For contractors ready to make the investment, laser machines offer vast improvements in cutting speed and consistency.
The lasers light show you may have seen at rock concerts are boring compared to what’s taking place today in the sheet metal industry. These days, industrial lasers are being used to cut all types of metal in new and intricate ways at record-setting paces, and it’s happening all across the country.
Laser cutting equipment is steadily making its way into the sheet metal shops of SMACNA members—especially those whose businesses extend beyond HVAC ductwork into other types of specialty fabrication. At companies where the client list encompasses industrial and agricultural businesses and even large-scale beer brewing operations, laser cutting machinery is almost mandatory, some contractors say.
Nothing compares when it comes to the speed and accuracy of laser machines, they add. Even the most expensive plasma cutters cannot match the laser for efficiency or the clean cut it produces.
Ask George Gallant. The president and owner of Lor-Don Ltd., a 58-year-old industrial contracting company in London, Ontario, has purchased three laser machines over the last 16 years. The company currently has two: one is a 12-year-old, 4-kilowatt carbon dioxide (CO2) laser machine, and the newest is a 10-kilowatt fiber laser unit. The manufacturers were Mitsubishi and Bystronic. They can cut 16-gauge stainless steel anywhere from 160 inches per minute (IPM) on the older machine, to an eye-popping 2,350 IPM on the latest model.
A Fairly Recent Development
The CO2 laser was invented by Bell Labs in 1964 and has long been used in construction. The more powerful fiber laser, which has been available for about 30 years, has only come into common use in the last decade.
They’re essential to Lor-Don’s success, Gallant said, adding that they can even run when nobody is in the shop, since the sheets are automatically fed and cut.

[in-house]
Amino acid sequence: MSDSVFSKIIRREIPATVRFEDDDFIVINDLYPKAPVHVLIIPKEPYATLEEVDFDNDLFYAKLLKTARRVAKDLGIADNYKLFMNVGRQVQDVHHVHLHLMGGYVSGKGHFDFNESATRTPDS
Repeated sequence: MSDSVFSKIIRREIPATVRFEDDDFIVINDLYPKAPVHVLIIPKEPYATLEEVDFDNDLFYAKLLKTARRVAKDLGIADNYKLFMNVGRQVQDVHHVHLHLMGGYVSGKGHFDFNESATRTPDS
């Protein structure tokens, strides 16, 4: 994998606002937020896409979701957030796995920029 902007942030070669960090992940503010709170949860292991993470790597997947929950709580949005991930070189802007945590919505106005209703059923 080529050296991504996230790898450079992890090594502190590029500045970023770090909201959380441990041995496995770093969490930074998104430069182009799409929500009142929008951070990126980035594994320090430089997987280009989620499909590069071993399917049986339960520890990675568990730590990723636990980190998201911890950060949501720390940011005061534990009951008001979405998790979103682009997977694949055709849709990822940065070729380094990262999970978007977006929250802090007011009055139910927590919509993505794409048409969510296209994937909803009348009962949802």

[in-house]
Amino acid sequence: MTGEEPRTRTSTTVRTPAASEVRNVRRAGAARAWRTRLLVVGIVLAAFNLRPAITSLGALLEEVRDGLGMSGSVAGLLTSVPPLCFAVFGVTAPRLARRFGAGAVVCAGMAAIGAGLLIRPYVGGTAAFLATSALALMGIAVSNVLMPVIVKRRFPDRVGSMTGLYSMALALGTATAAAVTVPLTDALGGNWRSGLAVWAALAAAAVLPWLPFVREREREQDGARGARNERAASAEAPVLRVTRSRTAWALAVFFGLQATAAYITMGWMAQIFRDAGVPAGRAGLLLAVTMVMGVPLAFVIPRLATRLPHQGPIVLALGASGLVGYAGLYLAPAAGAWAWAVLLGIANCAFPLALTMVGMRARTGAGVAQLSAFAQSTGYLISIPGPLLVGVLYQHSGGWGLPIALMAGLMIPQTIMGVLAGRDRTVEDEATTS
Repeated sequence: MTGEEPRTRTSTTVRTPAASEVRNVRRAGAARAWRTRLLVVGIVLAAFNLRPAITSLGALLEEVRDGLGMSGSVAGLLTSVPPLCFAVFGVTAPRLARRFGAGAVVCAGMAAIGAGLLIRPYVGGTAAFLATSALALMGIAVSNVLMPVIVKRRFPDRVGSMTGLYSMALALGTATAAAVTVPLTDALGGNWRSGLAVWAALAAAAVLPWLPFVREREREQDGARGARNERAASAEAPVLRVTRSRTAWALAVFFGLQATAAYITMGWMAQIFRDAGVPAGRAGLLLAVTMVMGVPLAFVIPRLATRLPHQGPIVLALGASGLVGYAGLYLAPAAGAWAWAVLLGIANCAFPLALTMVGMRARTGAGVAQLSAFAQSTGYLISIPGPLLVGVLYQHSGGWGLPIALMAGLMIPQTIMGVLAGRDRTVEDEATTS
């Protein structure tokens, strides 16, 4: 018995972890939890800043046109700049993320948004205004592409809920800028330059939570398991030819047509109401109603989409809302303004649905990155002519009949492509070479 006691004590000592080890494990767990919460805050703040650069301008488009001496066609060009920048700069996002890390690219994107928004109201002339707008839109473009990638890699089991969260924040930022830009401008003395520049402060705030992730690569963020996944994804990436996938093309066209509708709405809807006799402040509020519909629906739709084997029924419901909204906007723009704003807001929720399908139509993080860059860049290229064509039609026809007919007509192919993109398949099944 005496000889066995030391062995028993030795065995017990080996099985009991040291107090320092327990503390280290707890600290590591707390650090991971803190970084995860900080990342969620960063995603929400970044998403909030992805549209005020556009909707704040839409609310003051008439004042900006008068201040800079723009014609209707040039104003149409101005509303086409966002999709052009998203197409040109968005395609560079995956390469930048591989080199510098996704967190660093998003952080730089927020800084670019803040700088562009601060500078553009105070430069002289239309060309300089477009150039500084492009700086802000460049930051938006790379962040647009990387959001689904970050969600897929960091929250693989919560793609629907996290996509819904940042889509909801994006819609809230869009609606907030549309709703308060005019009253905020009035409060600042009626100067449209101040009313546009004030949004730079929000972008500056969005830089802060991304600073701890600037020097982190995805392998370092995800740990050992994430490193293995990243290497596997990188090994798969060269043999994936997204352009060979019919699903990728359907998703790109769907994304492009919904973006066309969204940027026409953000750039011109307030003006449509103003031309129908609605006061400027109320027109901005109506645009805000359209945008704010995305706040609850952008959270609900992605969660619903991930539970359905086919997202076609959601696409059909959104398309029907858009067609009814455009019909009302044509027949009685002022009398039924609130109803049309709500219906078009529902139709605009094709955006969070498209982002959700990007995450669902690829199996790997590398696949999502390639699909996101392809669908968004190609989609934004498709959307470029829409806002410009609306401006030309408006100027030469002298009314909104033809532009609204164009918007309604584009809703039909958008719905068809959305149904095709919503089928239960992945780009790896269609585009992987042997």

“We could not do what we’re doing today without those pieces of equipment,” he said. “If you’re going to be in this (industry) fabricating the product, you’re going to have a laser or you just can’t afford to do the work.”
In Clackamas, Ore., officials with General Sheet Metal (GSM) decided to purchase a laser cutting machine after comparing the direct and indirect costs of outsourcing such work to vendors versus performing it in-house. The company estimated direct costs at close to half a million dollars.
“Indirect cost was more difficult to measure but included reduced drive times (pickup and delivery) and reduction of accounts payable time (writing purchase orders and billing),” said Danny Knudsen, the manufacturing distribution manager at GSM.
General Sheet Metal decided on a Mitsubishi 4020 RX-F40, a 4,000-watt fiber laser capable of cutting up to 1-inch-thick milled steel, half-inch steel and aluminum, and copper, brass and bronze up to 3/8th-inch.
General Sheet Metal, which specializes in mechanical, architectural and HVAC fabrication, uses the laser for cutting HVAC fittings out of stainless and thicker milled steel.
A Need for Speed
Going to a fiber laser from a plasma table, the speed difference when cutting fittings was noticeable immediately, Knudsen said. GSM’s plasma table typically cuts material at a rate of around 350 inches per minute (IPM). The Mitsubishi laser could do the same amount, four times as fast: 1,400 IPM.
Based on numbers like that and what it means to time savings and costs, Knudsen said purchasing the machine was unquestionably the right decision.
“We all had concerns on the cost of this machine, but we are on track to beat the projected ROI (return on investment) of six years, and my goal is to reach it in four years,” he said.
Bill Marrinan isn’t surprised by those types of comments. Marrinan is a vice president and owner at Gladwin Machinery & Supply, a Schaumburg, Ill.-based seller of fabrication equipment with customers and offices throughout the Midwest. The main brand of laser cutting equipment that he represents is from Mazak Optonics Corp.
“If we’re talking 16 gauge and lighter, which is ductwork—galvanized ductwork—you’re probably going to be 10 times faster, which is a lot when you talk about savings or increasing capacity,” Marrinan said. “It’s huge. It’s mind-boggling.”
A Revolutionary Change